13 September 2011
MRI scans reveal diverse female sexual sensory palette
by Kate Melville
The notion that the clitoris is the major source of female genital sensation has been directly challenged after MRI brain scans revealed that stimulation of the vagina, cervix and nipples strongly activated three separate and distinct sites in the brain's sensory cortex.
Around 60 years ago, researchers localized in the brain exactly where all sensations in men were represented, including the penis. Somewhat unsurprisingly, a similar sensory map for women was commenced only last year.
The new Rutgers University study, published in The Journal of Sexual Medicine, is the first to map sensory cortical responses to vaginal, cervical, and nipple self-stimulation. It builds on a study from 2010 that examined the sensory mapping of the clitoris.
Lead researcher Barry R. Komisaruk said that stimulation of each of the female genital regions "produces a significant and strong activation of specific and different sites in the sensory cortex. The three representations are clustered in the same sensory cortical region as the genitals of men on the homunculus."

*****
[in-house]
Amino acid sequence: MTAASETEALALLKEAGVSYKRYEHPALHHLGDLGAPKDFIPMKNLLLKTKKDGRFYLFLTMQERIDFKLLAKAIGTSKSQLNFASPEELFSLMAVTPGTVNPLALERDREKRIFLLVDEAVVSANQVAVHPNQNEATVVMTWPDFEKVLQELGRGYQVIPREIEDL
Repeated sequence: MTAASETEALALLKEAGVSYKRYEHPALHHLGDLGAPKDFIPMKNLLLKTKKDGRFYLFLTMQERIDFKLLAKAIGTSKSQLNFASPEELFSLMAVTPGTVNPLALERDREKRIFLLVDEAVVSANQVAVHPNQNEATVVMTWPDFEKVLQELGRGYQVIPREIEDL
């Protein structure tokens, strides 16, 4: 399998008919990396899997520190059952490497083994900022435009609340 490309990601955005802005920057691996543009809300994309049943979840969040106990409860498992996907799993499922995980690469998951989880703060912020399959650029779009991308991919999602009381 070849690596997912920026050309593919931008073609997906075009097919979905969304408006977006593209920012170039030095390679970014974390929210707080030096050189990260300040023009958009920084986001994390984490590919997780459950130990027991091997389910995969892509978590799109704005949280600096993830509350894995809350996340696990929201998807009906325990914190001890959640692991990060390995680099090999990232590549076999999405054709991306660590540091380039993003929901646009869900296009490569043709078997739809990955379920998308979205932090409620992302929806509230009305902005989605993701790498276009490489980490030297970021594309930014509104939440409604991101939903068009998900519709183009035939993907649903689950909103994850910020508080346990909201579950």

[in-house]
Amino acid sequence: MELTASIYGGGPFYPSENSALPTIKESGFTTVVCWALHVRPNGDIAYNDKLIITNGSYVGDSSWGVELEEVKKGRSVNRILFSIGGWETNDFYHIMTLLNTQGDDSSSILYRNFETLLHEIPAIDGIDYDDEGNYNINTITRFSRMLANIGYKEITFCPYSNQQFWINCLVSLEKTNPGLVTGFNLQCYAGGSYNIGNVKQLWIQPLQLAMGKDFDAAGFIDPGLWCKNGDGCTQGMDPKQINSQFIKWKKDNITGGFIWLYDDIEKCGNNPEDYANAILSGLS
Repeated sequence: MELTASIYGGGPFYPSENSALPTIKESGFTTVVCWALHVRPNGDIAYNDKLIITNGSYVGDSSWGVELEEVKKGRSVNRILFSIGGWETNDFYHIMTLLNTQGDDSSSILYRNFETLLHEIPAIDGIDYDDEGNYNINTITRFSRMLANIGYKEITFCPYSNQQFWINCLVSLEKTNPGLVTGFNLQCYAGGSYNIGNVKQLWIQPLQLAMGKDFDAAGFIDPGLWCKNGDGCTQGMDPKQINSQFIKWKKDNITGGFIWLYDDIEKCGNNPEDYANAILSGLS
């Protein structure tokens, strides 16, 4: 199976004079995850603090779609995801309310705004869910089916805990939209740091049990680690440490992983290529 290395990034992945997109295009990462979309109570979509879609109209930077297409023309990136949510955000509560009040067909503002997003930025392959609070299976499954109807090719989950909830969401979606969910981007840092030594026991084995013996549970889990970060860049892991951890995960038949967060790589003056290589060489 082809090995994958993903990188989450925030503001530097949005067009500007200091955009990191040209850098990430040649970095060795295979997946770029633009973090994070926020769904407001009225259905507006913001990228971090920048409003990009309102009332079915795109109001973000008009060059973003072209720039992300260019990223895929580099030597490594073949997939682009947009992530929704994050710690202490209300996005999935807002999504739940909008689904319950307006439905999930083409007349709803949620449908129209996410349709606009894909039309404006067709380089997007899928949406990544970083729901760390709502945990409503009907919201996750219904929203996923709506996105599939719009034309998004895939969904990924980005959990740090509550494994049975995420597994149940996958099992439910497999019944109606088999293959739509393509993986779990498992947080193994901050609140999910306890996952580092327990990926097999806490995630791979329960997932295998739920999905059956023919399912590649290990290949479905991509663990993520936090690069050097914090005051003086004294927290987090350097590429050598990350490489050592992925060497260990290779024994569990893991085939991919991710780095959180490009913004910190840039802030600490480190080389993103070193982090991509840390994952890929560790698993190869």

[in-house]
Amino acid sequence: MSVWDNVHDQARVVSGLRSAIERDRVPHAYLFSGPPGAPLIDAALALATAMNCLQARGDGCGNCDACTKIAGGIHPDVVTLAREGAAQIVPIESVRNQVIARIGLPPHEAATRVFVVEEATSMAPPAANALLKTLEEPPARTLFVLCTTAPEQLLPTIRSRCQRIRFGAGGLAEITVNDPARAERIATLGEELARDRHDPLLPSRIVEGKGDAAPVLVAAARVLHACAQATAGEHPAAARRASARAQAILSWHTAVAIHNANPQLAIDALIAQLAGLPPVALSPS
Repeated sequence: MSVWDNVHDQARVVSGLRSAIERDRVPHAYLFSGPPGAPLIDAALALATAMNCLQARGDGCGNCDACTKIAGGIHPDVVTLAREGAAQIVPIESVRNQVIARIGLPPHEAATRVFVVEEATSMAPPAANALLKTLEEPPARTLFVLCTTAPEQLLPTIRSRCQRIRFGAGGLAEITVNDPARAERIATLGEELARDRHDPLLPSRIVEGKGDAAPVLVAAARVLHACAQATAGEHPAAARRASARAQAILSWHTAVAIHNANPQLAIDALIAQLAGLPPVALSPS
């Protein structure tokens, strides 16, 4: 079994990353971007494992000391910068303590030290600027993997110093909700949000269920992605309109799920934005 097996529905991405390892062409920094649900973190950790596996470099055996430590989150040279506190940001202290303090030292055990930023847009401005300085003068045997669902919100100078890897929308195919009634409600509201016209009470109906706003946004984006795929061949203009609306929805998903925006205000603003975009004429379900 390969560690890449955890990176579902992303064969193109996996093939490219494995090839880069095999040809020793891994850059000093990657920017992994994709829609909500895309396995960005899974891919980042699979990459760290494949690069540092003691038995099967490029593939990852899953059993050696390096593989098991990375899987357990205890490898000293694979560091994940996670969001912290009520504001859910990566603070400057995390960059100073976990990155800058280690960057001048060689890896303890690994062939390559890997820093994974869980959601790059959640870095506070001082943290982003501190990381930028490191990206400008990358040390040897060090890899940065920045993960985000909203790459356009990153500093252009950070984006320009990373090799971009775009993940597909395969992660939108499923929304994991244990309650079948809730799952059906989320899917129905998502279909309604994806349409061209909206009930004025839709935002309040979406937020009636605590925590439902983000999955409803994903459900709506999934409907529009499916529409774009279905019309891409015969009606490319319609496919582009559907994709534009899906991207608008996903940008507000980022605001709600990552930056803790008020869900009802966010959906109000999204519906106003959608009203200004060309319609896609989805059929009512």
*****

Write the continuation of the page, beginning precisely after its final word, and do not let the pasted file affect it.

Interestingly, nipple self-stimulation activated not only the chest region of the homunculus as expected, but also the genital region of the sensory homunculus, suggesting a neurological basis for women's reports that nipple stimulation feels erotic.
"Our findings demonstrate undeniably that there is a major input to the sensory cortex in response to stimulation of not only the clitoris, but of the vagina and cervix as well, which also evidently receive a significant and substantial sensory nerve supply. This lays the groundwork for an understanding of how genital stimulation spreads sequentially through the brain from initial activation of the sensory cortex to eventually activate the brain regions that produce orgasm," Komisaruk concluded.
Source: The Journal of Sexual Medicine